Board adds two goals for this school year
The New Albany-Plain Local school board voted Aug. 27 to add two goals to the five already adopted for this school year.
The two new goals, which apply specifically to the board, are:
* To make every effort to inform the community of the facts and the importance of the successful passage of the combined operating levy and bond issue on the Nov. 6 ballot.
* To continue board development and continuous improvement with a second professional development work session before July 2013.
Board members said they felt showing support for the ballot issue and helping to inform the community is an important goal for the district.
The ballot issue combines a 2.59-mill bond to generate $45,120,442 and a 4.24-mill, continuous levy to generate $3,510,767. The bond issue will allow the district to construct a building for 1,200 students and spend $11.4 million for site improvements. The operating levy will prevent a fiscal deficit in 2015.
The total cost to property owners would be $209.24 annually per $100,000 of assessed property value.
The other goal was created in part to the overall response from the board's Aug. 25 retreat, at which board members learned the results of an individual evaluation and overall board assessment compiled by Bill Reimer of the Educational Service Center of Central Ohio.
"I think we found that we are much in alignment with our perception of our performance as a board," said board Vice President Laura Kohler. "The response was very positive and we see ourselves as good to excellent.
"But there is an outstanding category (which is the highest rating), so we also see room for growth."
The district's previously approved five goals for this school year are:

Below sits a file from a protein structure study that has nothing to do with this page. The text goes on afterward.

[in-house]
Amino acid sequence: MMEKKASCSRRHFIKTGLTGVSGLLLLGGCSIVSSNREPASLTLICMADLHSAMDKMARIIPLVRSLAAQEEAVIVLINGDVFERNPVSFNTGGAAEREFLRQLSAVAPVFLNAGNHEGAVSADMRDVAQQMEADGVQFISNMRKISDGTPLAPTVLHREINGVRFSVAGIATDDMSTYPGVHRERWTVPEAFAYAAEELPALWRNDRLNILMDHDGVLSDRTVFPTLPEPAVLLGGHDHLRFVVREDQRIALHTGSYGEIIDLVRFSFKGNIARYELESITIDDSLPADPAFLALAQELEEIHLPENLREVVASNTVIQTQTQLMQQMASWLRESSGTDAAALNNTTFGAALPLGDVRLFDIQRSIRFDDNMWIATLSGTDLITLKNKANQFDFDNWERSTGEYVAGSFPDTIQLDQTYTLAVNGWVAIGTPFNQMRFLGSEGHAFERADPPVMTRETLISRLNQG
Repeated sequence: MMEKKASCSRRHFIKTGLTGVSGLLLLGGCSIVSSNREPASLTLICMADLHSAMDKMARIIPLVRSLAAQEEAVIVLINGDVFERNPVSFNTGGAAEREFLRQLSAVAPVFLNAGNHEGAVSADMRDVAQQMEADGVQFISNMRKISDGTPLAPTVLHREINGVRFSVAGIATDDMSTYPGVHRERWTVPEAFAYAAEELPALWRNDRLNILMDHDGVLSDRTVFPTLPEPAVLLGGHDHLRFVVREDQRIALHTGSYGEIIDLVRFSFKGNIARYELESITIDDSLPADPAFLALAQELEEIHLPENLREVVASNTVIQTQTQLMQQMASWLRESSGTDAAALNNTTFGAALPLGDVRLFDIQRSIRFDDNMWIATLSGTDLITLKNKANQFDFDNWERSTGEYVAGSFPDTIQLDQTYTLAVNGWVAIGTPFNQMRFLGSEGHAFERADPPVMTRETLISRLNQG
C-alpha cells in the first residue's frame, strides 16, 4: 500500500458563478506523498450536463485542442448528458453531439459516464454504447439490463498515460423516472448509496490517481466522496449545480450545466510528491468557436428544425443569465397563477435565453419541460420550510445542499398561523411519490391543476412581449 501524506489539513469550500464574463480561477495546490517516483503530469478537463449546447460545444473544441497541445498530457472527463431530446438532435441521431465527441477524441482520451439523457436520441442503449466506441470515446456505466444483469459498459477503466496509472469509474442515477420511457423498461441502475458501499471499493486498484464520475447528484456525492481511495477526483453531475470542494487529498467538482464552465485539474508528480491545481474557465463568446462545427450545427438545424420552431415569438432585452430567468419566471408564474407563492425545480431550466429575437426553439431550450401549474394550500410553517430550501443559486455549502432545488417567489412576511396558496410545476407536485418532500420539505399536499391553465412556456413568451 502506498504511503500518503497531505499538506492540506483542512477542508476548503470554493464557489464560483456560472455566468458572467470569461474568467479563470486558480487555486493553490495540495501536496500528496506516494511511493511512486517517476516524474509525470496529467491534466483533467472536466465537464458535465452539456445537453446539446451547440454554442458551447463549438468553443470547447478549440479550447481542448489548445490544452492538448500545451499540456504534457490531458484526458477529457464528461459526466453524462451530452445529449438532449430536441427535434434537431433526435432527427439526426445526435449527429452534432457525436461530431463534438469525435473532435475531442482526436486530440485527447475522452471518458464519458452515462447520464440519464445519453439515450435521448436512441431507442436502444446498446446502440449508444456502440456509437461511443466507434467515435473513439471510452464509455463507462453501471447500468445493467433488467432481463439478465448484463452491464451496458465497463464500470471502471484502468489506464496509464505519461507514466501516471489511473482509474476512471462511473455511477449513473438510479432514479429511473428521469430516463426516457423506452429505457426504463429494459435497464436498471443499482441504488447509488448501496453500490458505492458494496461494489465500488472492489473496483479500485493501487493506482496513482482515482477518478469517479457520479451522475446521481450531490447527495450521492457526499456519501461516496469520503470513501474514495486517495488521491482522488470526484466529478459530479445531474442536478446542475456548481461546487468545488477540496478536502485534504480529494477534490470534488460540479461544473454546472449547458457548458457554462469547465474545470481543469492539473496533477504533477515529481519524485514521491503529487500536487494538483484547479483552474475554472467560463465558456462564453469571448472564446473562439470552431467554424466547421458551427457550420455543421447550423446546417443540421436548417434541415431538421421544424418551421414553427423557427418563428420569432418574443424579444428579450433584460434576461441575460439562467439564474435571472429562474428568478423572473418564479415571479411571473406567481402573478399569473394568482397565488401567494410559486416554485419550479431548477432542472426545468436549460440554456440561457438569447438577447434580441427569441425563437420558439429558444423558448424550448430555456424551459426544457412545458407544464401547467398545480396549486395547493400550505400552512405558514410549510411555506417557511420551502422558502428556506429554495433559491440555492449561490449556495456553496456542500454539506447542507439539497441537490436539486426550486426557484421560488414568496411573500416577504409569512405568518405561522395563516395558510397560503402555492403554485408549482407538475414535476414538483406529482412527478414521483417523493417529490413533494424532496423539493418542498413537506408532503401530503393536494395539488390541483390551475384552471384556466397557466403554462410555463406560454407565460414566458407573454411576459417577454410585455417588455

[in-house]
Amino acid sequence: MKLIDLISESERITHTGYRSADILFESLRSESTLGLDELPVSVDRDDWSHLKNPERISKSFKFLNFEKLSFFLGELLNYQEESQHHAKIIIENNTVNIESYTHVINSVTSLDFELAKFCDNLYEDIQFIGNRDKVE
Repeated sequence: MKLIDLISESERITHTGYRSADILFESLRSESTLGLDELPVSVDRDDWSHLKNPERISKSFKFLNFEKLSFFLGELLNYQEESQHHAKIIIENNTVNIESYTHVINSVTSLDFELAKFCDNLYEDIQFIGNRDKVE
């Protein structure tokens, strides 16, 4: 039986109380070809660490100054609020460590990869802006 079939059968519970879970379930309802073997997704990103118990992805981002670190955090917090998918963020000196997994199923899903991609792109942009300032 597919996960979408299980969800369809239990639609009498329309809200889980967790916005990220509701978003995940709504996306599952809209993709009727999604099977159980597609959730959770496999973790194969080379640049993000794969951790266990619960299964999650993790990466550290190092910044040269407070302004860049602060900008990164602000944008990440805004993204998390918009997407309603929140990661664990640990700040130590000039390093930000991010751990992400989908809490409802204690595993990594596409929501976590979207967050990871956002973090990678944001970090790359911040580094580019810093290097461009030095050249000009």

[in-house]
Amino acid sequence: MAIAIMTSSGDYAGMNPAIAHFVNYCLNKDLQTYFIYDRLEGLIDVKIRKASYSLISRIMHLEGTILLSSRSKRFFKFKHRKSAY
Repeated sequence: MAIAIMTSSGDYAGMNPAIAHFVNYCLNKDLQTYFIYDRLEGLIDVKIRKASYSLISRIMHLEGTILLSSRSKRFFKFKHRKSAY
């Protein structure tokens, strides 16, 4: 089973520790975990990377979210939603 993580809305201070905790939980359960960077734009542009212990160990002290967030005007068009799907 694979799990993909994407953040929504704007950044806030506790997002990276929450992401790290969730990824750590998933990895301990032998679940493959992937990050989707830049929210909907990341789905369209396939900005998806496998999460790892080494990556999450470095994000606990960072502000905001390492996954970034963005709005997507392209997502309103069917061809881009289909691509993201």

* To reinvent teacher evaluations based on state standards.
* To engage the community and students to improve the school's culture.
* To improve communications so community members feel informed and engaged.
* To improve student achievement, using the Common Core State Standards Initiative and national and international benchmarks.
* To focus on global and international studies, including use of the International Baccalaureate program and the addition of more world language classes.
During the retreat, the board also reviewed board protocols, which provide a structure for governance, communication and improvement.
The board decided to keep all protocols related to governance, which require the board to "seek and support solutions that will provide the greatest benefit for the district"; acknowledge meetings are held in public and are effective and efficient; oversee the superintendent's hiring and evaluation of personnel; realize that a quorum means a majority of members; acknowledge that board members can serve on superintendent's committees; and interview school board candidates applying for appointment and choose someone who "will advocate for the schools in the community."
The board will remove two protocols related to the superintendent's duties, which, Kohler said, do not belong under board protocols.
The board also decided to add a new protocol under communications, which will restrict the use of electronic devices during board meetings. Kohler said it will ensure board members' full attention at meetings.
The other communication protocols are to promote a positive school image while maintaining confidentiality when necessary; proactively communicate with the superintendent; limit meeting discussions to agenda items unless otherwise determined by the board president or superintendent; request items be placed on an agenda through the superintendent; refer community questions to the appropriate school official; and funnel information requests through the proper channels.
The protocols for board improvement are to participate in formal training for school boards; participate in the board orientation session; set aside time for evaluation of the superintendent, treasurer and board; honor the protocols; and regularly review board progress.